This mixed vegetable dish is tender and succulent, with a subtle toasted flavor from toasted rice powder. It’s traditionally made by steaming the vegetables and rice powder in a leaf-wrapped package. This adaptation uses a pot with a tight-fitting lid and a small amount of oil to prevent sticking. The vegetables slow-cook in their own steam, very like the Shan method of cooking called oop (see Simmered Cabbage, Shan Style).
The combination of vegetables here is a place to start but you can, for instance, substitute another leafy green for the bok choi. The important thing is to use vegetables that will soften easily in the steam, which means no carrots or other hard root vegetables. Every version of this dish that I have tasted includes a bitter element—I use radicchio or dandelion greens or a combination—as well as a balancing hint of sweetness and heat from ginger and a little red chile. With one chile, the heat is barely perceptible; two give more warmth.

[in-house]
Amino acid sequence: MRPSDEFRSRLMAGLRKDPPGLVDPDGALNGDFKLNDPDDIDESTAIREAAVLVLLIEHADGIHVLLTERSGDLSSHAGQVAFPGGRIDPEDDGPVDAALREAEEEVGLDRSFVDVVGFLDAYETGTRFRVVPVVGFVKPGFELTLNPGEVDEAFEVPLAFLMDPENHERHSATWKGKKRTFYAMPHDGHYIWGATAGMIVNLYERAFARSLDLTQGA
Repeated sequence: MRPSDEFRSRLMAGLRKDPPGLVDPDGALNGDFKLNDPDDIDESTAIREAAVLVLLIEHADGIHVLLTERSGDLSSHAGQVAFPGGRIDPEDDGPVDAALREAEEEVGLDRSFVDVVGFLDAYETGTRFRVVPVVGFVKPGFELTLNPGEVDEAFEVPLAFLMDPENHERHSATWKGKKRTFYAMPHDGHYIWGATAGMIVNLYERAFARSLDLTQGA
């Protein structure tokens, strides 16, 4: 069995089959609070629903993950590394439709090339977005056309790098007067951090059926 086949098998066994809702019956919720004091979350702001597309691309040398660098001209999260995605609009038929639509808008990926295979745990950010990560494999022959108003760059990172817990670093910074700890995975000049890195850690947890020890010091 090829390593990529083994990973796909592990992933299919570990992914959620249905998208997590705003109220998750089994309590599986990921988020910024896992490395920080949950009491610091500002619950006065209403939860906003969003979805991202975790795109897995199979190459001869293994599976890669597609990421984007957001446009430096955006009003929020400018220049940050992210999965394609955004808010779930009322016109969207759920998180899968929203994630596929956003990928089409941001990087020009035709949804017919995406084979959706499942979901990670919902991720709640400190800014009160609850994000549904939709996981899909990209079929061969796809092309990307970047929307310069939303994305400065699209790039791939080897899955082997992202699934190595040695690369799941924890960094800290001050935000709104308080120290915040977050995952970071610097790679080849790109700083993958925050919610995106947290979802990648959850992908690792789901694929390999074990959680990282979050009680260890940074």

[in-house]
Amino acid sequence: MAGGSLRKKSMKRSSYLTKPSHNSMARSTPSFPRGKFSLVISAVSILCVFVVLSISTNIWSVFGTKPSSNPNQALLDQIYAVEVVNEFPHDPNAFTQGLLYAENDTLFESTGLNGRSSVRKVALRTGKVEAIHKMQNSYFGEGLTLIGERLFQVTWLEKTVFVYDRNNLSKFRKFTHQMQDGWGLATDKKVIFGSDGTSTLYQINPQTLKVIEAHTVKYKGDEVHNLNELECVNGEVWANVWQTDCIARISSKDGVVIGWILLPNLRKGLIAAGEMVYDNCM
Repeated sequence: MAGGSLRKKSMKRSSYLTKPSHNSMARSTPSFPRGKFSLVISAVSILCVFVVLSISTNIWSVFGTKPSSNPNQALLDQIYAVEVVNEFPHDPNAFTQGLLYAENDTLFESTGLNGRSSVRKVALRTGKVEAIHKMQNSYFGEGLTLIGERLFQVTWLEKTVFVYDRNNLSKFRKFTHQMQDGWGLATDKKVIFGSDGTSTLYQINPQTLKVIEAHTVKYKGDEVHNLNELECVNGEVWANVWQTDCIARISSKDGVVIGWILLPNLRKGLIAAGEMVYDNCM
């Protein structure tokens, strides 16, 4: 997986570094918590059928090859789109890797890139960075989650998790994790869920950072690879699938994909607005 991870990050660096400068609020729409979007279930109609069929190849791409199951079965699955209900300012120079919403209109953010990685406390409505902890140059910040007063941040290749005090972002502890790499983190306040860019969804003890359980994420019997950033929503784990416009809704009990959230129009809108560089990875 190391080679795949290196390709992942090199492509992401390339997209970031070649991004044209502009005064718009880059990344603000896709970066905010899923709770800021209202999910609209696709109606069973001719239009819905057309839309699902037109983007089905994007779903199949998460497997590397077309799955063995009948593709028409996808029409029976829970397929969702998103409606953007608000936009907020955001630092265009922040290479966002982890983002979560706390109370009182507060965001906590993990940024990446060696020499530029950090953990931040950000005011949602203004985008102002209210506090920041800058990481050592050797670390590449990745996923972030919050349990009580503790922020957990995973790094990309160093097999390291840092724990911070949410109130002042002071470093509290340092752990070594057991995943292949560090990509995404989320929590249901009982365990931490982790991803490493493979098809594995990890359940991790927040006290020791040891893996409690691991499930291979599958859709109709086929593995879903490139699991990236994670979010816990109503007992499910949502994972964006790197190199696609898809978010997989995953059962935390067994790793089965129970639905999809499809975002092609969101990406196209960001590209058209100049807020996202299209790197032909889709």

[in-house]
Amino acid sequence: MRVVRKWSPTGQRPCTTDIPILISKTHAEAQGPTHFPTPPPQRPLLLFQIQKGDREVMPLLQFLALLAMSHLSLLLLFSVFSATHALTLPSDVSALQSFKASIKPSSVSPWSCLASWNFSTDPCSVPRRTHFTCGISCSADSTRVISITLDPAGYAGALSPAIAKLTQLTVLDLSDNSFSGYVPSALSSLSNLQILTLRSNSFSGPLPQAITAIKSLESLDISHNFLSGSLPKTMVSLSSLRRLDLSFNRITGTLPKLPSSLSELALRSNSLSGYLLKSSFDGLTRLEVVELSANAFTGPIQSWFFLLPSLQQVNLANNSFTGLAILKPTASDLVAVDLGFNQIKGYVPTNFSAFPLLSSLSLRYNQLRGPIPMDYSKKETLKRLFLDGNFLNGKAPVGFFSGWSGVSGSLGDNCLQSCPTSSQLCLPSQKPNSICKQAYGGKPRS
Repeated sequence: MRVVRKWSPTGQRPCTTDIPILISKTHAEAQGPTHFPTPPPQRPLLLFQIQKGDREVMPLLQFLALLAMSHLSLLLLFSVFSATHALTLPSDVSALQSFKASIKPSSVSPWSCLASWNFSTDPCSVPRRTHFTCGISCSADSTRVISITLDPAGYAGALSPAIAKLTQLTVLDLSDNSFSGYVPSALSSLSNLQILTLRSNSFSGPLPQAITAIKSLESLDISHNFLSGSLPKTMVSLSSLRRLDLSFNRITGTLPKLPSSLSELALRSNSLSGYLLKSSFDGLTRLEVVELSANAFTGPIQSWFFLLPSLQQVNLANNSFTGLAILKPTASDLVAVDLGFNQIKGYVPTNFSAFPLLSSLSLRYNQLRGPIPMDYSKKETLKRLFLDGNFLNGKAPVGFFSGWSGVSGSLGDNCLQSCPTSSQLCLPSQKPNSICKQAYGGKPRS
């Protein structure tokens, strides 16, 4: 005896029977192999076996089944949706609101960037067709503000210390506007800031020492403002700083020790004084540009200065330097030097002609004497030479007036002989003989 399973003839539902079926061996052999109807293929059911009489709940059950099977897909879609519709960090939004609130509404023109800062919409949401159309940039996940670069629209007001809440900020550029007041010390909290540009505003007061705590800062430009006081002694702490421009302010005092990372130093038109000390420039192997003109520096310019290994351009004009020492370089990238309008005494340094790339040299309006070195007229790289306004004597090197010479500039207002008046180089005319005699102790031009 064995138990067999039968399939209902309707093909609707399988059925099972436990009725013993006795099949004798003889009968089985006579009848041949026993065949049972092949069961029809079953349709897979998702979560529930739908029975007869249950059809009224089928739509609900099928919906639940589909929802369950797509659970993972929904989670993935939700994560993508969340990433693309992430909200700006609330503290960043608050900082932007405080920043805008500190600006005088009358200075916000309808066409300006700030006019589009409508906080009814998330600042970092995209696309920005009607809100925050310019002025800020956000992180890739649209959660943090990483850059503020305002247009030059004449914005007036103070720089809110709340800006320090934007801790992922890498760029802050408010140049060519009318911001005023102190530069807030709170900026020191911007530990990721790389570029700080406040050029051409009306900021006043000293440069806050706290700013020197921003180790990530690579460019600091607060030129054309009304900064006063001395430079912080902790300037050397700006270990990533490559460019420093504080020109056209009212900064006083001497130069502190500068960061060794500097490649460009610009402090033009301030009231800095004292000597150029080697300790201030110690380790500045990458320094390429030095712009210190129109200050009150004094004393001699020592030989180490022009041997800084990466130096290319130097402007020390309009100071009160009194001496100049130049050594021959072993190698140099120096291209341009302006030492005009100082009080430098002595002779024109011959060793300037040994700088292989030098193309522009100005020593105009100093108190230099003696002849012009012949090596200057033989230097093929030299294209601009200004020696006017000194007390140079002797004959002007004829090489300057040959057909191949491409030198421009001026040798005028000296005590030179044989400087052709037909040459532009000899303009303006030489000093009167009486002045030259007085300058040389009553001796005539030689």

Serve with roast chicken or roast beef or as a vegetarian main course.
Place a wide heavy pot with a tight-fitting lid over medium heat. Add the rice powder, peanuts, oil, and water and mix, then add all the remaining ingredients and stir and turn to mix them well. Cover tightly, lower the heat to medium-low, and cook until the vegetables are tender, 10 to 15 minutes (take a peek after about 5 minutes and give a thorough stir to make sure things aren’t sticking; if they are, add another couple tablespoons 0f water and lower the heat a little more, then cover again).